Tantra – it is actually not all about sex

Tantra is a spiritual philosophy with sects both in Hinduism and Buddhism. It is a spiritual movement that arose in medieval India in the 5th century CE. Yep – it is not as much about sex as it’s been made out to be. The movement spread throughout Asia and impacted several religions, all impacting and evolving the practice. This article focuses on Hindu Tantra, but you can read more about Tantra in Buddhism here.

Burgundy red yantra

Tantric Yantra

The word has roots in ‘tanoti’, which means to extend or stretch, and ‘trayati,’ which means liberation. Tantra moves away from the restrictions of some forms of traditional yoga and instead believes that the Universe is an expression of divine consciousness. So, instead of rejecting the physical world and human needs and desires, it embraces them with the belief ‘you are the physical manifestation of the universe experiencing itself’.

Tantra makes spiritual liberation available to everyone, not just yogis or monks. It removes the splits between spiritual and mundane, which means that every aspect of your daily life can be used to deepen your journey of spiritual growth. The idea here is that everything that exists is divine. That includes things that we might perceive as being unholy – yes, even things like poop and urine for some sects.

It is a practice to transcend our desires, to embrace them instead of suppressing them. One cannot deny the energy of desire and still pursue authenticity. This energy of desire cannot be destroyed, but it can be transmuted and transformed – harnessed even.

The fundamental belief of Tantra practitioners (referred to as Tantrik) is that the Universe is the physical manifestation of divine energy. Through specific practices, a Tantrik endeavours to become a conduit through which that energy can be channelled. By doing this, the Tantik will achieve liberation from their human form and the darkness of ignorance and through that accomplishing immortality and enlightenment.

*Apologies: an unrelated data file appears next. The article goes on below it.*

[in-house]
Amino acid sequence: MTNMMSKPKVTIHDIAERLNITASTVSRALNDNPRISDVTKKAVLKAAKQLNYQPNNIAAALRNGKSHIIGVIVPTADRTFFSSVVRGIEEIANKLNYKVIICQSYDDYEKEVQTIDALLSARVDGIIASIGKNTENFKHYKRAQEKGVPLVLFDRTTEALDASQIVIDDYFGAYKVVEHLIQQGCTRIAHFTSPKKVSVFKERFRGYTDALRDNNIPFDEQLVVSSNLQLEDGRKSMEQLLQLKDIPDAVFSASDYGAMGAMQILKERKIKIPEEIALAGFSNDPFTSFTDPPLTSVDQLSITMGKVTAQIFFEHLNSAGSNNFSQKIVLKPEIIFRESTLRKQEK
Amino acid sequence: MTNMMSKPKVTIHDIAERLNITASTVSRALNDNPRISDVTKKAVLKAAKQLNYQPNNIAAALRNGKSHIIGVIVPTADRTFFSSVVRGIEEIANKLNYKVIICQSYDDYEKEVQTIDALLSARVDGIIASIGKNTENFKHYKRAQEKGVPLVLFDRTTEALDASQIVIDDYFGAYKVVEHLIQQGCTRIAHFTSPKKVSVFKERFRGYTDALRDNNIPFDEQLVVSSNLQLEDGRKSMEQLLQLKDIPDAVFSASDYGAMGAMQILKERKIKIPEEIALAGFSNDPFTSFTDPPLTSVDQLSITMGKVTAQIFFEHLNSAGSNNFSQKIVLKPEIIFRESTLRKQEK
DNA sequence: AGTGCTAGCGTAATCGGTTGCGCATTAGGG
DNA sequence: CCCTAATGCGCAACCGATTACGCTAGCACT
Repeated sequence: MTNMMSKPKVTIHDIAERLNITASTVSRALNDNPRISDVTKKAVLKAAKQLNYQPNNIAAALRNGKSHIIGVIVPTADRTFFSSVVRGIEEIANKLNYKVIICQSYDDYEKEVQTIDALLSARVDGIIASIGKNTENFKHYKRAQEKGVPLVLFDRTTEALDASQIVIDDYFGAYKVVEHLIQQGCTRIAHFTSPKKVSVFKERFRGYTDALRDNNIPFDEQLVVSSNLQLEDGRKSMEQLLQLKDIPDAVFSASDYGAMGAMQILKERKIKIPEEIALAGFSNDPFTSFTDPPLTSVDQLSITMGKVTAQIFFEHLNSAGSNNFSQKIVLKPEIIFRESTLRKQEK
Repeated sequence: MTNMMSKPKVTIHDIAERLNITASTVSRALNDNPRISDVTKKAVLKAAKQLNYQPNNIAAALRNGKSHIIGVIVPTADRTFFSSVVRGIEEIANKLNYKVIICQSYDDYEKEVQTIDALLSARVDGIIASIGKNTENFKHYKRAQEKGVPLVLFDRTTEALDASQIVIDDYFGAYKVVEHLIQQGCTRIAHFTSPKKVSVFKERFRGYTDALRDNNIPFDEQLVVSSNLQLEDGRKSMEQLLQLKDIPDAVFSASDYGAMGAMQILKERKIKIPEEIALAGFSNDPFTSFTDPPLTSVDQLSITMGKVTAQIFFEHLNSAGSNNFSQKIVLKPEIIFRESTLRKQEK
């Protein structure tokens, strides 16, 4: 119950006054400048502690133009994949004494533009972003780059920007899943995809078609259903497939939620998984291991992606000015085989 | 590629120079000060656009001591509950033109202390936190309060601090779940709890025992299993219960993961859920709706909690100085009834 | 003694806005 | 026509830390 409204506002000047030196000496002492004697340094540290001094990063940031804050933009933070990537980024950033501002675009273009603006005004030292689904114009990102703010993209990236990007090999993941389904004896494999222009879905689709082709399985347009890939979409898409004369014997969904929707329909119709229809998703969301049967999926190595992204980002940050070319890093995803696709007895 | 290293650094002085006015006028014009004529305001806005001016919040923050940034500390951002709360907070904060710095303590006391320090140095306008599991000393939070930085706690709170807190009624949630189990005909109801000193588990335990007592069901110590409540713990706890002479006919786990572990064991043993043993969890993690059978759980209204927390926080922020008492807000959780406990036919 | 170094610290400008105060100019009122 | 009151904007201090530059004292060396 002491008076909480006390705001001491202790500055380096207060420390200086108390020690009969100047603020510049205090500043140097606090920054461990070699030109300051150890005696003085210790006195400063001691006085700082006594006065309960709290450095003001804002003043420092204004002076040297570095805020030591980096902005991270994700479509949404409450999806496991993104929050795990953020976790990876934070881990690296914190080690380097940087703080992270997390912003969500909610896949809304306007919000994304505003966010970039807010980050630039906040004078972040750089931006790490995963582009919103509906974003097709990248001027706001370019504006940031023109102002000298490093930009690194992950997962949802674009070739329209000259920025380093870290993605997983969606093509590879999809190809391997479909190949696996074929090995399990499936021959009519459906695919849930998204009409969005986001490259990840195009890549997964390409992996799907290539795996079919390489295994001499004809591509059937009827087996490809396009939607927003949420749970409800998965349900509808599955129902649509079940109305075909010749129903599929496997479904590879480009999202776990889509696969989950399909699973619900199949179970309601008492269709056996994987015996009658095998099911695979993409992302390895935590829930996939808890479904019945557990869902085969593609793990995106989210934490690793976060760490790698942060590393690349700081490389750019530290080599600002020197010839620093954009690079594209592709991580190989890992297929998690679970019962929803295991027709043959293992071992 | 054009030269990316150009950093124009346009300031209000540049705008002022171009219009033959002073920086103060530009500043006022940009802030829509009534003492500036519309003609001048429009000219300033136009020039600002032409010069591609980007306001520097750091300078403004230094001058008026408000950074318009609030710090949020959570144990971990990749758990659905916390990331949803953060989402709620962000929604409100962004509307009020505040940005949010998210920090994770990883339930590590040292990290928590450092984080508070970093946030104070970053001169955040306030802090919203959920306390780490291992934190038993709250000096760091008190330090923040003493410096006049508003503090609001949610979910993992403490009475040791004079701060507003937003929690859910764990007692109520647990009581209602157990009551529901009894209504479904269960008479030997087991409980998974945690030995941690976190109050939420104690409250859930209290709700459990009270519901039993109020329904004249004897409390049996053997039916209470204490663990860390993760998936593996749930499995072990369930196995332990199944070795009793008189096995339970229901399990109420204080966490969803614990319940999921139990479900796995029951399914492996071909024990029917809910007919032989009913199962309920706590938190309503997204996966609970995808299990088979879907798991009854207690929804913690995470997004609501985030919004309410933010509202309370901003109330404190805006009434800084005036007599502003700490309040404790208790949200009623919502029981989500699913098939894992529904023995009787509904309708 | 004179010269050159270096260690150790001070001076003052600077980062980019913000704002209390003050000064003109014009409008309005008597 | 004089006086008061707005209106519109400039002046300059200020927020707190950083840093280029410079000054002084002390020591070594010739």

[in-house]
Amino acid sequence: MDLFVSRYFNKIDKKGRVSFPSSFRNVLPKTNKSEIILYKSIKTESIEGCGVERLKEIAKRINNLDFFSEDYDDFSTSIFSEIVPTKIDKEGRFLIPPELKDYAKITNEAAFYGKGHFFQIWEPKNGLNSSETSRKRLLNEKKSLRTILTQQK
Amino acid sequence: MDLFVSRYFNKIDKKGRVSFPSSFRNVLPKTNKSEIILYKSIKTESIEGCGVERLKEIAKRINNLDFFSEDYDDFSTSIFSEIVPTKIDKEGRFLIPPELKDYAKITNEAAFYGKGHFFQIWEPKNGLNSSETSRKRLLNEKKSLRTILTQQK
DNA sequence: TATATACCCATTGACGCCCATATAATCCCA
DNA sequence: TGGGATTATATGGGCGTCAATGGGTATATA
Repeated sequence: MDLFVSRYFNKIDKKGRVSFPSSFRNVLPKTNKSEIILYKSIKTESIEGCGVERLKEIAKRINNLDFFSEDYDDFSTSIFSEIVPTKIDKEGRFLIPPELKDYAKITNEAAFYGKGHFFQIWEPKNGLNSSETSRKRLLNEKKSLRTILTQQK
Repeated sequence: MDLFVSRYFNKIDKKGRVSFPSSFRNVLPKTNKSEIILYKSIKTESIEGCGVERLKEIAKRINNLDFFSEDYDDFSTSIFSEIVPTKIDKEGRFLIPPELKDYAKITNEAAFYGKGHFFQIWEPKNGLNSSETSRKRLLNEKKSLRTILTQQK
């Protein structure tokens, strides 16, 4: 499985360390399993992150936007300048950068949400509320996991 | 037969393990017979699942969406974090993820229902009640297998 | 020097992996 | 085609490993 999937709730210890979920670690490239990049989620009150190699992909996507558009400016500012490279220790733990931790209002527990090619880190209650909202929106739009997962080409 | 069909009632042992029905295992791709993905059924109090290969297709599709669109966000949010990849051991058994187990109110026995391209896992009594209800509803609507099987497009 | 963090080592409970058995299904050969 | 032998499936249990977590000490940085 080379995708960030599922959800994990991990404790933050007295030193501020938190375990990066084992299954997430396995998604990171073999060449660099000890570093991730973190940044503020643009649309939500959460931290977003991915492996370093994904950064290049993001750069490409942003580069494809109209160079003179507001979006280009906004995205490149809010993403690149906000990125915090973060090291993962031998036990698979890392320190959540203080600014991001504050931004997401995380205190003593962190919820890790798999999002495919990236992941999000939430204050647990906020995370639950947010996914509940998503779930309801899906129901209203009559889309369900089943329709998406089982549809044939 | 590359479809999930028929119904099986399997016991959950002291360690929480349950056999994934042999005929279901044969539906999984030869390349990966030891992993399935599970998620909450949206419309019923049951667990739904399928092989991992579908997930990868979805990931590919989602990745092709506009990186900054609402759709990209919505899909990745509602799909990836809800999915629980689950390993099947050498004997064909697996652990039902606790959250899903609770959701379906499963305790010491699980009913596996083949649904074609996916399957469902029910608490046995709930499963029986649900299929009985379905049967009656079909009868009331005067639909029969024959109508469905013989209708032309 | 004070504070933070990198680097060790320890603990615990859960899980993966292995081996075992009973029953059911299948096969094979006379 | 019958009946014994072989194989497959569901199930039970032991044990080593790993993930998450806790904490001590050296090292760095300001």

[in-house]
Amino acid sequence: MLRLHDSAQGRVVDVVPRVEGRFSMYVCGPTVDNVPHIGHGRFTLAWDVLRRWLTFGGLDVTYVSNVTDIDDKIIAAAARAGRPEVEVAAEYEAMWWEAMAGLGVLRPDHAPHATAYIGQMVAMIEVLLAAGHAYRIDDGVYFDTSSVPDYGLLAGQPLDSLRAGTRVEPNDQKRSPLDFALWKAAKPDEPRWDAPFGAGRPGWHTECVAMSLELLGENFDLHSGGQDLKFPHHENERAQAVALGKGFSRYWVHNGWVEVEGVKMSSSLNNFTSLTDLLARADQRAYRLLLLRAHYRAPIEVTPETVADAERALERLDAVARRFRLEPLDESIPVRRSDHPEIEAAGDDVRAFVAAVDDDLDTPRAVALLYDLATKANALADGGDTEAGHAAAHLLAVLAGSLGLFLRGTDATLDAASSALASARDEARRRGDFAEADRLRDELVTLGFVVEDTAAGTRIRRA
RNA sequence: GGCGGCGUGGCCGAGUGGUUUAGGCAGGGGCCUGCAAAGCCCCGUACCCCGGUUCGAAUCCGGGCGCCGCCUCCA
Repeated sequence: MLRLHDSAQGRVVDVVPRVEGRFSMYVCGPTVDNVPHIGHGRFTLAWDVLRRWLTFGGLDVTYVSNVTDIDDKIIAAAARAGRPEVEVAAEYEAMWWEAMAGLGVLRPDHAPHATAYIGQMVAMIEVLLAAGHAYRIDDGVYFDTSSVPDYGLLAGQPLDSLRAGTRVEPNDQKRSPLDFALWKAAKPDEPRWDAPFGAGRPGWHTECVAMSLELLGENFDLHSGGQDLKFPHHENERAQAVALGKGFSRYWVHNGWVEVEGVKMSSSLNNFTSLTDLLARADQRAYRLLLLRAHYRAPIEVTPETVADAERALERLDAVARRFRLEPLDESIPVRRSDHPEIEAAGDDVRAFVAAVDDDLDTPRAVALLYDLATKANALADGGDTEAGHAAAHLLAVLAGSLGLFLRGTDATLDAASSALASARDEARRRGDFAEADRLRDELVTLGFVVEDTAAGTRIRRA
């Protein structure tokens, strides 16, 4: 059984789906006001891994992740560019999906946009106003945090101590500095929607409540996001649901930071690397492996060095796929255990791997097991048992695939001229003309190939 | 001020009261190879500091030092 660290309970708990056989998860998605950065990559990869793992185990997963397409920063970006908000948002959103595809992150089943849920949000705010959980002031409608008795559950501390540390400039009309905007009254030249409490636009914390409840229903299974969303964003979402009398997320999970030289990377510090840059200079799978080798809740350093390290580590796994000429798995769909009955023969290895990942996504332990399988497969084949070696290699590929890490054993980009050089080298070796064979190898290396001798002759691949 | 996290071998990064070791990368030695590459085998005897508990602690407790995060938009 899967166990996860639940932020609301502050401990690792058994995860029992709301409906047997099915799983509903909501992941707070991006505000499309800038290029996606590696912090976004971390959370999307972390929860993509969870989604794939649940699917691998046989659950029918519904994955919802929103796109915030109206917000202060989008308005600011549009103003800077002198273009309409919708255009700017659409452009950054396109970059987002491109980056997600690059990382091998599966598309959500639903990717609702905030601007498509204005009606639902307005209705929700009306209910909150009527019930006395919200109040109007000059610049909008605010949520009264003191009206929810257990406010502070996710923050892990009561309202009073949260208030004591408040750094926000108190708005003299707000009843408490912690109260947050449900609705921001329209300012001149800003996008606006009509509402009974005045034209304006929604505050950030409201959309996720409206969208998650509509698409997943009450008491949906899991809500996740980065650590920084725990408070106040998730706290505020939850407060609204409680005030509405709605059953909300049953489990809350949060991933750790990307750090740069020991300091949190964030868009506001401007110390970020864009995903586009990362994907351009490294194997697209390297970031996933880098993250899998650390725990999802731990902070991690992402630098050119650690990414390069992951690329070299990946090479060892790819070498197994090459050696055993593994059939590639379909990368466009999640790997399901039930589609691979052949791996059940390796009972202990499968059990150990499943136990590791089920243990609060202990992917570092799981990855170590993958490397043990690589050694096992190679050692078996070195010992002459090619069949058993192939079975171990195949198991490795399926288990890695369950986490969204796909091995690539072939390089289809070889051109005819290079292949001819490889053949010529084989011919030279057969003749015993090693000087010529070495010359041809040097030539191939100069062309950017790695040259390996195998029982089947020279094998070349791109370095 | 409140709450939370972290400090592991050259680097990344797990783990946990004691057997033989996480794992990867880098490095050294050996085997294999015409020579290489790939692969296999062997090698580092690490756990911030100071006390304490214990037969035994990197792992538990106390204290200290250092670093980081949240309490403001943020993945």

Tantra is an eclectic mix of rituals and practices that have evolved over time. The main focus is to become divine through expanding your own prana (or life force) to connect with that of the Universe. Through practicing Tantra, you can connect with the universal energy and live a physical and spiritual abundant life.

Shiva and Shakti, Kundalini, and Tantra.

Tantra believes that the Universe is a ‘manifestation of pure consciousness’. This consciousness is manifested in two parts represented by Shiva and Shakti. Shiva represents the motionless and formless aspects, while Shakti is the dynamic and creative parts. While there seems to be duality in this, one cannot exist without the other.

Shiva and Shakti ceramic statues

Swami Jnaneshvara uses the metaphor of the Ink and the Word to explain how the two relate to each other. Shiva is represented by the ink. It is always the same and unchanging. Shakti is the words written with the ink. She represents all the different ways that the ink can be formed in order to create words or pictures.

Shiva is the energy from which the entire Universe is manifested. Shakti can be seen as the changing parts of consciousness. She can be expressed as Kundalini, Prana, the Chakras, and the five elements. Shakti also represents one’s ‘I-am-ness’ which includes your personality and physical body.

Through the journey of self-realisation, we work through all the stages and layers of Shakti in order to unite with the universal consciousness of Shiva. Through deeper practices, you can achieve union between Shakti and Shiva. Here you might realise that everything in the Universe is a creative expression (Shakti) or the universal energy (Shiva).

What is Kundalini?

Kundalini is depicted as a coiled serpent that lays asleep at the base of your spine. This spiritual energy is latent until you engage in practices to ‘wake it up’. It is the ‘most innate and essential part of spiritual advancement, unfoldment, or realisation’.

While she is asleep, her face points downward. During this time, the serpent is slightly awake. Through specific practices, the Kundalini awakens and starts to point her face upward. She will then ascend through the chakras along the spine, reaching Shiva, her companion, at the Crown of the head. This rising of the Kundalini represents the transformation of energy from basic levels to connecting with the divine. By connecting with the divine in all the things, you will achieve the ultimate liberation.

Line drawing of woman with seven main chakras shown

There are different ways to awaken your Kundalini. Those who are less prepared could start with external practices (called bahiyayag) that include rituals or symbolic gestures. Others, who are more prepared could follow the path of antaryag, which consists of internal practices like doing introspection and making the mind one-pointed.